Surgery involves medical, logistical, and emotional issues. The medical ones are obvious: what’s actually wrong with your body, what the surgeon and medical team do to repair/remove/replace that, and what the recovery will involve. There are also logistical issues that most hospitals and surgeons address with you at least in general terms for what to expect when you get home: rearranging furniture to clear pathways, filling prescriptions in advance, fueling the car, stocking the fridge and pantry with prepared foods that are easy to heat/serve/eat, figuring out hygiene issues, finding help for household tasks like laundry.
And then there are emotional issues. All surgery is scary, even when they tell you it’s a simple procedure. You’re in a strange place with people you don’t know poking and prodding you, sticking needles in your arm, and cutting into your body while you’re asleep. Things can go wrong; consent forms tell you of the risks. Some surgery carries with it bad news about cancer or organ damage, and the emotional toll that takes is high, both for you and those who wait with and for you.
We “people of size” AKA fatties (or I prefer the term “fluffy”) have other emotional concerns that generally remain locked deep inside: Will I and my body be respected while I am under your care? Will you think less of me and talk about me and take pictures of my fat rolls while I’m asleep? Will the hospital gown fit me or will my butt be left hanging? Will the blood pressure cuff fit on my arm? Will the boot for my post-op leg actually fit? If you have to make a trip to get things to fit me, will it be obvious that you consider that an unwanted chore? Do you even know that I’m worried about these things?
These have happened to me more than once, and to everyone else I know who is obese. They hang over me when I go the hospital. They worry me and raise my blood pressure. They make it harder for me to listen to you even when you’re talking about important things. Sometimes they are more important to me than the reason I’m there for the surgery in the first place.
Yesterday I had gastroc recession surgery at a hospital outpatient surgical center. It was a simple procedure to lengthen my calf muscle, but I was still worried about all of the above other things. The admitting clerk was friendly and efficient – and she was my size. So after we finished signing me in, I asked her if this was safe place for someone of size. And she got it. Immediately. She told me that yes, she trusted all of the people there to respect every patient regardless of size, and that other attitudes and behaviors were not tolerated. It was reassuring.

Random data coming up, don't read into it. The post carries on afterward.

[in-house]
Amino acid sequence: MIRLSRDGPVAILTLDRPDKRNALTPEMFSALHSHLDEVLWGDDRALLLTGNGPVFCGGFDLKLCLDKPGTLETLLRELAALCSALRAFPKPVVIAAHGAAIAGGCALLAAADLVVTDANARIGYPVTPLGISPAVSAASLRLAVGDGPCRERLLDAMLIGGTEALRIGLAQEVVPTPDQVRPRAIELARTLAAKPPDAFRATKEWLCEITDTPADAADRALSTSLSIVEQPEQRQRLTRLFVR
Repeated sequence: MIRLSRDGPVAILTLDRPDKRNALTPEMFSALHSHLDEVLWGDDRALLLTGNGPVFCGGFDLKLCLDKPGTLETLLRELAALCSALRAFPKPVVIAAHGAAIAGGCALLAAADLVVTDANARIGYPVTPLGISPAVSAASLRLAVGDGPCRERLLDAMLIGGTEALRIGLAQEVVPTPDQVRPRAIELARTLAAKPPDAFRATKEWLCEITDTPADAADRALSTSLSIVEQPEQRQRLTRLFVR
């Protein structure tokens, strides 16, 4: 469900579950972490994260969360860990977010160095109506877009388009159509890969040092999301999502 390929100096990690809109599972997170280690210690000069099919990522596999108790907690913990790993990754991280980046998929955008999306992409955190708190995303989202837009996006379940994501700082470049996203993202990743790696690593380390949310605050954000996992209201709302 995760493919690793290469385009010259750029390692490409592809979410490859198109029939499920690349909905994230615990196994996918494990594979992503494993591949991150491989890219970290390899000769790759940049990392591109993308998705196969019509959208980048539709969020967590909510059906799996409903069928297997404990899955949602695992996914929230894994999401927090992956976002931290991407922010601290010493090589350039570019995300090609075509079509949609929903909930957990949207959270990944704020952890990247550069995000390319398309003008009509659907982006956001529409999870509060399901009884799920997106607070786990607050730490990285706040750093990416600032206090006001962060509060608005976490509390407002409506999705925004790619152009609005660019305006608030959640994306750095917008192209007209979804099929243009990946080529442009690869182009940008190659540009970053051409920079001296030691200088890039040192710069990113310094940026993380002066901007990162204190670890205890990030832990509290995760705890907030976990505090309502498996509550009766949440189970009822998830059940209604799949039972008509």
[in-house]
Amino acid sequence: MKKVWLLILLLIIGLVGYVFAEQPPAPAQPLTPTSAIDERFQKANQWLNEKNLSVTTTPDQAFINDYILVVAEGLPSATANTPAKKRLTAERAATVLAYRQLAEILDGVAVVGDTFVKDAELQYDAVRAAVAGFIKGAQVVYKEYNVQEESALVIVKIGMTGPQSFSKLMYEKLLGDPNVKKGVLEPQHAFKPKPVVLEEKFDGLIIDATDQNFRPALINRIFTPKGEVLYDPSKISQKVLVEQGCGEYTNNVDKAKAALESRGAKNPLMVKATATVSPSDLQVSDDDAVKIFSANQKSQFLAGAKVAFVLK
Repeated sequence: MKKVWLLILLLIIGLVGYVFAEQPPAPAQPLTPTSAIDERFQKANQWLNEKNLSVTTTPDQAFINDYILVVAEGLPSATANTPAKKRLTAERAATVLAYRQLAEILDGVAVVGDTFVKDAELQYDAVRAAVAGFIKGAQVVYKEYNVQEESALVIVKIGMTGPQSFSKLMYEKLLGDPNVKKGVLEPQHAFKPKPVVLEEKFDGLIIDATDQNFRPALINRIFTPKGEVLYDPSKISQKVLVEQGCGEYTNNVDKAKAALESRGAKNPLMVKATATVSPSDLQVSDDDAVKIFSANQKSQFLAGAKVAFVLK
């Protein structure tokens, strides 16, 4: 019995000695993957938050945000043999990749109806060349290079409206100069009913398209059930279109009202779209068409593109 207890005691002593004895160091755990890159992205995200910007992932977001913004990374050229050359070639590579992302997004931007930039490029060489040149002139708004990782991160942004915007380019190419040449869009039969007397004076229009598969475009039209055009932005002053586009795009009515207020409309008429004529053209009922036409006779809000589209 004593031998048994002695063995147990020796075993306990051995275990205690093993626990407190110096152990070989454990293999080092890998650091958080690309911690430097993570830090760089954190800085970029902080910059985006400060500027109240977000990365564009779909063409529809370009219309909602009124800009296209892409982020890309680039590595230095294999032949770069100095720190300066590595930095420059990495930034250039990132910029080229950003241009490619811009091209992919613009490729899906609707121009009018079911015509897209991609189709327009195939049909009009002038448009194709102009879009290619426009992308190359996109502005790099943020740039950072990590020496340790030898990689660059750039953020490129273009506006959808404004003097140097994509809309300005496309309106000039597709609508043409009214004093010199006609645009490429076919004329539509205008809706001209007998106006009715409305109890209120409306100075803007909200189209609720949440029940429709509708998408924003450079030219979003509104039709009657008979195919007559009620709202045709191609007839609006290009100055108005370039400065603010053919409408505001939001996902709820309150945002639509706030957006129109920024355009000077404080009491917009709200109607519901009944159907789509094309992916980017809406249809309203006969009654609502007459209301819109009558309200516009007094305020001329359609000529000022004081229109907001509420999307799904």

When I got into the little prep room and even before they took my blood pressure, a woman dressed in different colored scrubs appeared and said she needed privacy to talk with me. The admitting clerk had gone to her senior administrator to tell her of my worries and she wanted to reassure me in person that I would be treated with the best care and respect that they afford every patient. She looked me straight in the eyes and told me she would not accept anything less. I believed her.
The gown already waiting for me was generously sized and fit me. The blood pressure cuff already in the room fit comfortably around my arm. The IV went in without a hitch the first time. When I woke up in recovery, my boot was sized to fit my foot and not my leg, with first velcro and then tape to hold it securely in place. The wheelchair that took me to the car was roomy.
Everyone treated me with respect and care. My worries were real, but I believe I would have been treated that way even had I not shared my fears. But I’m also not sorry I spoke up because it calmed me to know that I was really heard. The clerk heard me and took action; the administrator heard her and took action. They took me seriously and immediately addressed the concerns, which raises their quality as an institution in my eyes. I wouldn’t hesitate to recommend them to others and would go back again without those emotional worries.
Surgery involves more than just medical expertise. We expect that from our surgeons and the staff who work there. The human element that respects all patients regardless of shape, size, age, or physical disability, matters just as much, for more than just the body needs care. At least I do.